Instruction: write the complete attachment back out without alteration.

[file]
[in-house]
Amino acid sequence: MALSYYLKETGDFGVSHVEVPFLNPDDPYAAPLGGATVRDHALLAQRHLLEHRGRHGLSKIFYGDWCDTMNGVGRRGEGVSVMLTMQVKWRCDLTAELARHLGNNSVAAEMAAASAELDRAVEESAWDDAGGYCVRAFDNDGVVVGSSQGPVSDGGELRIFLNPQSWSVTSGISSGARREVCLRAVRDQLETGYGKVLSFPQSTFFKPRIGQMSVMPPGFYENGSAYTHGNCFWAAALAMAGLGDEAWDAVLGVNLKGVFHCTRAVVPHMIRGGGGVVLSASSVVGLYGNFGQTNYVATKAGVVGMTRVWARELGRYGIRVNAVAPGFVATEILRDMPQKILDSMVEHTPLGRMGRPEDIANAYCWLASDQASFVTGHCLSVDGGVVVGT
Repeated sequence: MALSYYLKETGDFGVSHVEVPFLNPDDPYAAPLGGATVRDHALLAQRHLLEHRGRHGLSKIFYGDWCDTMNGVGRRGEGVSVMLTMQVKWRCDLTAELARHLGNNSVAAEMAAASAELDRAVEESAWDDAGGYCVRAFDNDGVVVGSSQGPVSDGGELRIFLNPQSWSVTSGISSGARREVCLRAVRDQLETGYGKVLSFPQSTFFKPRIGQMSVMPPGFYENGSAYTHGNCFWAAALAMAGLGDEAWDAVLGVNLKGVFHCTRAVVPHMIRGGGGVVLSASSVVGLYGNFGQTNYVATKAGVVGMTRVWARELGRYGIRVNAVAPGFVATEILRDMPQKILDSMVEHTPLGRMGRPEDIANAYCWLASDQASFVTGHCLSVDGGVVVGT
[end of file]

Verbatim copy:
[in-house]
Amino acid sequence: MALSYYLKETGDFGVSHVEVPFLNPDDPYAAPLGGATVRDHALLAQRHLLEHRGRHGLSKIFYGDWCDTMNGVGRRGEGVSVMLTMQVKWRCDLTAELARHLGNNSVAAEMAAASAELDRAVEESAWDDAGGYCVRAFDNDGVVVGSSQGPVSDGGELRIFLNPQSWSVTSGISSGARREVCLRAVRDQLETGYGKVLSFPQSTFFKPRIGQMSVMPPGFYENGSAYTHGNCFWAAALAMAGLGDEAWDAVLGVNLKGVFHCTRAVVPHMIRGGGGVVLSASSVVGLYGNFGQTNYVATKAGVVGMTRVWARELGRYGIRVNAVAPGFVATEILRDMPQKILDSMVEHTPLGRMGRPEDIANAYCWLASDQASFVTGHCLSVDGGVVVGT
Repeated sequence: MALSYYLKETGDFGVSHVEVPFLNPDDPYAAPLGGATVRDHALLAQRHLLEHRGRHGLSKIFYGDWCDTMNGVGRRGEGVSVMLTMQVKWRCDLTAELARHLGNNSVAAEMAAASAELDRAVEESAWDDAGGYCVRAFDNDGVVVGSSQGPVSDGGELRIFLNPQSWSVTSGISSGARREVCLRAVRDQLETGYGKVLSFPQSTFFKPRIGQMSVMPPGFYENGSAYTHGNCFWAAALAMAGLGDEAWDAVLGVNLKGVFHCTRAVVPHMIRGGGGVVLSASSVVGLYGNFGQTNYVATKAGVVGMTRVWARELGRYGIRVNAVAPGFVATEILRDMPQKILDSMVEHTPLGRMGRPEDIANAYCWLASDQASFVTGHCLSVDGGVVVGT